She plays a whiskey-addicted older woman who wants her youth back to keep husband Philip Terry. Her need for booze will shadow, later on when she discovers an African potion that makes her into the bombshell of yesteryear, the need to remain young before turning into a hideous old woman c/o some great prosthetic makeup. And she's a killer to boot: men must die for the potion to work. This classic b-flick is misleading due to the creature-feature title... in actuality, it's a suspenseful ride where Coleen Gray proves her worth: and then some.

1970 rating: *
HORROR OF THE BLOOD MONSTERS: Warning, this is not a real movie... Yes, we realize the title is incredibly awesome, but don't get fooled into this patchwork catastrophe...

After a three minute montage involving vampires running through a city street, segments taken from a Filipino flick "Tangini" are spliced into a weak story of astronauts on a planet who witness scenes from said movie having to do with fanged neanderthals and crab people, cutting back and forth to either John Carradine giving orders from the ship, or, back home, Robert Dix in a control room, and then a bedroom, with Vicki Volante: having futuristic sex without penetration, strapped with electrical charges and wishing for the good old days: Really, really bad stuff, but will make you curious about the other film that makes up most of this one.

year: 1980 rating: **
THE WATCHER IN THE WOODS: Groundbreaking for Disney, this was their leap into the PG-rated horror genre.

Most of the film is a perspective camera aimed at a large house owned by Bette Davis, sold to a family consisting of a husband, wife and two kids. The eldest, real life ice-skater Lynn-Holly Johnson (FOR YOUR EYES ONLY), sees images of a blinded young girl in the mirror, hears voices in the forest, and thus investigates Davis's long lost missing daughter.

What begins as somewhat spooky turns into a mystery-based scavenger hunt as Johnson rounds up elder locals with a connected backstory: gathering clues resulting in a dull, yet happy, conclusion.

1983 rating: ***1/2
NIGHTMARES: A compilation of CREEPSHOW inspired horror tales. The first, TERROR IN TOPANGA, later updated in URBAN LEGEND, is about a woman played by Cristina Rains, who drives around at night while there's a killer on the loose. Very cool, and by now quite familiar, twist ending. Very reminiscent of THE TWILIGHT ZONE in tone and rhythm...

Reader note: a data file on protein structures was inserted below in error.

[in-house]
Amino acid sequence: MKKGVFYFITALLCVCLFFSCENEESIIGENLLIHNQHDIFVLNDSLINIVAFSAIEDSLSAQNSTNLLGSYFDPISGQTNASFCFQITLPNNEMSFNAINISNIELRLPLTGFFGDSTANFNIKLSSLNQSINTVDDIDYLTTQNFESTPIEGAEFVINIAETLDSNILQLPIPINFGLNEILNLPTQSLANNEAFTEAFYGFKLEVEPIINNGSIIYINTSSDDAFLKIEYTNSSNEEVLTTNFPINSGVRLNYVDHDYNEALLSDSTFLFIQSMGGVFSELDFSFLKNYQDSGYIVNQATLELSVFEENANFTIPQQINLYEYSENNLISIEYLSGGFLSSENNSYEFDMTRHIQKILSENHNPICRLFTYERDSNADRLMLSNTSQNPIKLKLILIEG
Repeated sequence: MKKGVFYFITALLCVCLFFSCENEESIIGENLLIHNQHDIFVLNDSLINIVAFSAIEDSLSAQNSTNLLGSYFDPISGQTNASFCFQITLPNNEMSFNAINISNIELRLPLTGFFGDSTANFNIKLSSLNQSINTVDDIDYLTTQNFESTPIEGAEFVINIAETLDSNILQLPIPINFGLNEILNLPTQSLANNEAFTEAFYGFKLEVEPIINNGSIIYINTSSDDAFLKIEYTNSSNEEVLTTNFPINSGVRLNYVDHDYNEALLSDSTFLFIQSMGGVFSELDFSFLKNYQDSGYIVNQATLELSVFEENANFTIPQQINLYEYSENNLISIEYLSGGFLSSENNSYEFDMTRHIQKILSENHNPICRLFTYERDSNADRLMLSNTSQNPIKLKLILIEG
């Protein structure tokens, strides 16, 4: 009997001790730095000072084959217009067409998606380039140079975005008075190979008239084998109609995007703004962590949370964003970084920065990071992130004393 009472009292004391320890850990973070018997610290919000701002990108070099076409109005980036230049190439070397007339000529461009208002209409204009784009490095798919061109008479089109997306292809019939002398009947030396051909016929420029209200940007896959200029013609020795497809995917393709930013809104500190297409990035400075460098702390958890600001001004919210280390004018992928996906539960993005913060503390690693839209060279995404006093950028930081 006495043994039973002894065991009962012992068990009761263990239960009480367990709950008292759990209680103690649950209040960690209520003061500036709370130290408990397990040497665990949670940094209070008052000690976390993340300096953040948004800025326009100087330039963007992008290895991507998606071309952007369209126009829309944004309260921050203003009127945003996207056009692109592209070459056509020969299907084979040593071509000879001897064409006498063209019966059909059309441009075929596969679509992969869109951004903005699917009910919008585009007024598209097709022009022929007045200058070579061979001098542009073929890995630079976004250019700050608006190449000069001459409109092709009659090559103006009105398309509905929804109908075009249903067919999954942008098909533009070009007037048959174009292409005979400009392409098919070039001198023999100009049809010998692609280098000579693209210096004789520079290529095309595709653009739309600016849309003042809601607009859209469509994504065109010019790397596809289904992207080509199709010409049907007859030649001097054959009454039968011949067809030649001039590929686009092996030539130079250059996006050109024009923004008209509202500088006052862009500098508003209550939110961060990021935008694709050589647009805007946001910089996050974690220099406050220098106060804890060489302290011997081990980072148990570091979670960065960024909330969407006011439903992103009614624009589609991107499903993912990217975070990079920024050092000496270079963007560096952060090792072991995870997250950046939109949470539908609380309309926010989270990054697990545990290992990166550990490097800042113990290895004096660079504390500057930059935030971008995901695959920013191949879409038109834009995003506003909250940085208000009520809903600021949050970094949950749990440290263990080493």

The second story, by far the best, has Emilio Estevez as a video game hustler trying desperately to beat THE BISHOP OF BATTLE... And when he does, he plays the game... for real. Basically TRON in reverse. There is a terrific set-up, getting into the intense brain of Estevez, playing a character bordering on geek and rebel, ultimately paying the price for not being able to choose one in particular.

Lance H.
In our third outing, THE BENEDICTION, Lance Henriksen stars as a faithless priest versus the Devil himself in the form of a black monster truck. A slow build-up has the always engaging Henriksen moping about losing his faith inside a dark church.

But thank God when things rev up when he's out on his own, faithless and alone on the long desert highway, suddenly stalked by a demon-driven vehicle. The best scene involves the hell on wheels rising up from the earth, reminiscent of the Chuck Norris flick LONE WOLF McQUADE if driven by Stephen King's CHRISTINE. 

And the fourth, fitfully titled NIGHT OF THE RAT, is, unintentionally, the funniest, centering on a suburban family with a really big rat problem. That is, there's a giant howling rodent that can't be killed, and it looks so superimposed there's never a sense the formidable antagonist is involved in the same story as the actors and actresses including the always-working Richard Masur, SAVANNAH SMILES starlet Bridgette Andersen and ALIEN screamer Vernonica Cartwright, who all deserved much better than this wannabe Bert I. Gordon sham.
NIGHTMARES dvd autographed by Lance Henriksen